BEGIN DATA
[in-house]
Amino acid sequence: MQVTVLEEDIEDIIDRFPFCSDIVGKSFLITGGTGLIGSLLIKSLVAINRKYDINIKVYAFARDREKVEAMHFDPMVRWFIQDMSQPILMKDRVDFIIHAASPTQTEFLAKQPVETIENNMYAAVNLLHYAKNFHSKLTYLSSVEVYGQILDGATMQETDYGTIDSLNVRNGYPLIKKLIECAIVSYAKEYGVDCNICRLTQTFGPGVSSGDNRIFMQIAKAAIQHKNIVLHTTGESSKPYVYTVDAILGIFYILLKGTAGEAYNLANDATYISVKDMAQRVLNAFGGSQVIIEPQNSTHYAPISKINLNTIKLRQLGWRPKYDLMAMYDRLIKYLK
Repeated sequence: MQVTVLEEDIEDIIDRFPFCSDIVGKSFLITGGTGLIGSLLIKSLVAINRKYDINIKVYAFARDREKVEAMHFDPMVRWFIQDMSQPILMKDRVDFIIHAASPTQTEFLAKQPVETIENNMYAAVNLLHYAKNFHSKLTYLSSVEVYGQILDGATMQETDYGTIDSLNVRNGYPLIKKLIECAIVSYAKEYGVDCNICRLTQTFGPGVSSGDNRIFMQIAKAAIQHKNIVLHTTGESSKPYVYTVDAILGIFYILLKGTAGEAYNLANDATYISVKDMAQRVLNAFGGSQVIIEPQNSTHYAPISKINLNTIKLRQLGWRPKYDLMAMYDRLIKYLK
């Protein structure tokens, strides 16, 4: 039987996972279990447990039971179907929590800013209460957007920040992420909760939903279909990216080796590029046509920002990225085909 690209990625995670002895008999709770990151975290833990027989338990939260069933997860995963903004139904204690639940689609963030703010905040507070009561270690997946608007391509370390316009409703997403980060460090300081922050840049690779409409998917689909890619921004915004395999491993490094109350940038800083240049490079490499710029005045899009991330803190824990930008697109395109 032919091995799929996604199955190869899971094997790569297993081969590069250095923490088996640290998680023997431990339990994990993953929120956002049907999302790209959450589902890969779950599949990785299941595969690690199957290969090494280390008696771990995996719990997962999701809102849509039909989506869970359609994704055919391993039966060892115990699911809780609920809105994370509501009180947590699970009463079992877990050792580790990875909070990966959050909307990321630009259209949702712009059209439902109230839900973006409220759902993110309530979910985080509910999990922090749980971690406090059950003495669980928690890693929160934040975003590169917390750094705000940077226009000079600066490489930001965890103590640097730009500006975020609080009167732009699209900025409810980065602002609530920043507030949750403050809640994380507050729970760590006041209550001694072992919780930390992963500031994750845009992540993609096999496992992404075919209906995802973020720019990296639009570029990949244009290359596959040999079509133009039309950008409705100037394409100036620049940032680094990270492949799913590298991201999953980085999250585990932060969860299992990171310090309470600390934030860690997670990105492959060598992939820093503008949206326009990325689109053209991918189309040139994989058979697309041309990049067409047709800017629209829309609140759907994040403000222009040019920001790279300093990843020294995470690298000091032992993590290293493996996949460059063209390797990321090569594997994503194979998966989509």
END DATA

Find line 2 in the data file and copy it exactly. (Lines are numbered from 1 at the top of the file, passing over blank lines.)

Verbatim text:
Amino acid sequence: MQVTVLEEDIEDIIDRFPFCSDIVGKSFLITGGTGLIGSLLIKSLVAINRKYDINIKVYAFARDREKVEAMHFDPMVRWFIQDMSQPILMKDRVDFIIHAASPTQTEFLAKQPVETIENNMYAAVNLLHYAKNFHSKLTYLSSVEVYGQILDGATMQETDYGTIDSLNVRNGYPLIKKLIECAIVSYAKEYGVDCNICRLTQTFGPGVSSGDNRIFMQIAKAAIQHKNIVLHTTGESSKPYVYTVDAILGIFYILLKGTAGEAYNLANDATYISVKDMAQRVLNAFGGSQVIIEPQNSTHYAPISKINLNTIKLRQLGWRPKYDLMAMYDRLIKYLK